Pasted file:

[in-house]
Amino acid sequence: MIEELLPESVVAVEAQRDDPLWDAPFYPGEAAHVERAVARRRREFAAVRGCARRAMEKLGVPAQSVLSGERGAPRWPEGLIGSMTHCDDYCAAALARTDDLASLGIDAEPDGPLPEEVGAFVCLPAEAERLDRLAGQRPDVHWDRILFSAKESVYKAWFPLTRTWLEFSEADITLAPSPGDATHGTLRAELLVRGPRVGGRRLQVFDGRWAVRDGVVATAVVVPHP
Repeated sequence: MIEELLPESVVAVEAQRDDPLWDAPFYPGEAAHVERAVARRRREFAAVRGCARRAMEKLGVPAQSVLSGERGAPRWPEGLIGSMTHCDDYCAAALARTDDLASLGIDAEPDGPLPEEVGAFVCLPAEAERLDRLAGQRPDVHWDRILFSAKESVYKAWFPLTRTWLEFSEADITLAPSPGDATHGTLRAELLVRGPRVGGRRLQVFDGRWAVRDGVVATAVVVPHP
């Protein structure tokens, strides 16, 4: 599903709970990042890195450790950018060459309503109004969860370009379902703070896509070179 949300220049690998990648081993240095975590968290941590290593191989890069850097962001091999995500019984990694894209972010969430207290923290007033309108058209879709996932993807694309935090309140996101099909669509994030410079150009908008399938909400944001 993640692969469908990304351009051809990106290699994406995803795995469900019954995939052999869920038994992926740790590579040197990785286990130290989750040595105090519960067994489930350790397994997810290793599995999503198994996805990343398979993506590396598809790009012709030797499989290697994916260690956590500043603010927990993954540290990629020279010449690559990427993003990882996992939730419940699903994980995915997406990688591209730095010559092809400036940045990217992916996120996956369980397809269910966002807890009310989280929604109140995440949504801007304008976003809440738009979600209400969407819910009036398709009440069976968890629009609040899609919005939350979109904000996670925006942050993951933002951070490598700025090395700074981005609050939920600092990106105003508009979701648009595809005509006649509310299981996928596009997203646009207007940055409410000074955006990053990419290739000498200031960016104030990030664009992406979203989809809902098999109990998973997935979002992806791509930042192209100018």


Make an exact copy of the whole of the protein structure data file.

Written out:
[in-house]
Amino acid sequence: MIEELLPESVVAVEAQRDDPLWDAPFYPGEAAHVERAVARRRREFAAVRGCARRAMEKLGVPAQSVLSGERGAPRWPEGLIGSMTHCDDYCAAALARTDDLASLGIDAEPDGPLPEEVGAFVCLPAEAERLDRLAGQRPDVHWDRILFSAKESVYKAWFPLTRTWLEFSEADITLAPSPGDATHGTLRAELLVRGPRVGGRRLQVFDGRWAVRDGVVATAVVVPHP
Repeated sequence: MIEELLPESVVAVEAQRDDPLWDAPFYPGEAAHVERAVARRRREFAAVRGCARRAMEKLGVPAQSVLSGERGAPRWPEGLIGSMTHCDDYCAAALARTDDLASLGIDAEPDGPLPEEVGAFVCLPAEAERLDRLAGQRPDVHWDRILFSAKESVYKAWFPLTRTWLEFSEADITLAPSPGDATHGTLRAELLVRGPRVGGRRLQVFDGRWAVRDGVVATAVVVPHP
């Protein structure tokens, strides 16, 4: 599903709970990042890195450790950018060459309503109004969860370009379902703070896509070179 949300220049690998990648081993240095975590968290941590290593191989890069850097962001091999995500019984990694894209972010969430207290923290007033309108058209879709996932993807694309935090309140996101099909669509994030410079150009908008399938909400944001 993640692969469908990304351009051809990106290699994406995803795995469900019954995939052999869920038994992926740790590579040197990785286990130290989750040595105090519960067994489930350790397994997810290793599995999503198994996805990343398979993506590396598809790009012709030797499989290697994916260690956590500043603010927990993954540290990629020279010449690559990427993003990882996992939730419940699903994980995915997406990688591209730095010559092809400036940045990217992916996120996956369980397809269910966002807890009310989280929604109140995440949504801007304008976003809440738009979600209400969407819910009036398709009440069976968890629009609040899609919005939350979109904000996670925006942050993951933002951070490598700025090395700074981005609050939920600092990106105003508009979701648009595809005509006649509310299981996928596009997203646009207007940055409410000074955006990053990419290739000498200031960016104030990030664009992406979203989809809902098999109990998973997935979002992806791509930042192209100018």